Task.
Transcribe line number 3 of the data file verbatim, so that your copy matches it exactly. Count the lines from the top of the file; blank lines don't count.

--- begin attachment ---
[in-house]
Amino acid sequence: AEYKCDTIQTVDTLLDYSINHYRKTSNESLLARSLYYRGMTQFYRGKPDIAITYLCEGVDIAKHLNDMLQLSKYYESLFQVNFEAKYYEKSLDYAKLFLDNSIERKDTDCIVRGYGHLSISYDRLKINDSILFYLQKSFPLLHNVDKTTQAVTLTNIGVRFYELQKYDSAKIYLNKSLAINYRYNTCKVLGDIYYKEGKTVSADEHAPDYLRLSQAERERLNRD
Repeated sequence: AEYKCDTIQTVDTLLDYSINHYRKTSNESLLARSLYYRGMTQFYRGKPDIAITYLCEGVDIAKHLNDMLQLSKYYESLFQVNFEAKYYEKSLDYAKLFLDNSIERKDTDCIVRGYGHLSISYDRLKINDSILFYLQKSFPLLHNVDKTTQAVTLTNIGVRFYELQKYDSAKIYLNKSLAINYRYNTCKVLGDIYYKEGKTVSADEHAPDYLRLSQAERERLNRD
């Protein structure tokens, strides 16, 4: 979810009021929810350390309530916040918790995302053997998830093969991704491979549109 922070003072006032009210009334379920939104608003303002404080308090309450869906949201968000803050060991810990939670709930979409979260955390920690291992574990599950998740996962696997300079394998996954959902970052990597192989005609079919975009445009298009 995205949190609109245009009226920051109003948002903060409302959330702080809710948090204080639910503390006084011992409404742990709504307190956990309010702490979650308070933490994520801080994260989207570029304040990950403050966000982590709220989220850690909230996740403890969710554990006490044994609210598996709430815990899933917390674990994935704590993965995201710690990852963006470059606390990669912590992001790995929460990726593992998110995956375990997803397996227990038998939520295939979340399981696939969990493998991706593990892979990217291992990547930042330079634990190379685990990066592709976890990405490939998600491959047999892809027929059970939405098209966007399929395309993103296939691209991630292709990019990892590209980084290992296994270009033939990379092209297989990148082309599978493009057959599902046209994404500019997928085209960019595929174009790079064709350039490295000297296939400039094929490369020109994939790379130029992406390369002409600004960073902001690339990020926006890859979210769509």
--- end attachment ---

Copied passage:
Repeated sequence: AEYKCDTIQTVDTLLDYSINHYRKTSNESLLARSLYYRGMTQFYRGKPDIAITYLCEGVDIAKHLNDMLQLSKYYESLFQVNFEAKYYEKSLDYAKLFLDNSIERKDTDCIVRGYGHLSISYDRLKINDSILFYLQKSFPLLHNVDKTTQAVTLTNIGVRFYELQKYDSAKIYLNKSLAINYRYNTCKVLGDIYYKEGKTVSADEHAPDYLRLSQAERERLNRD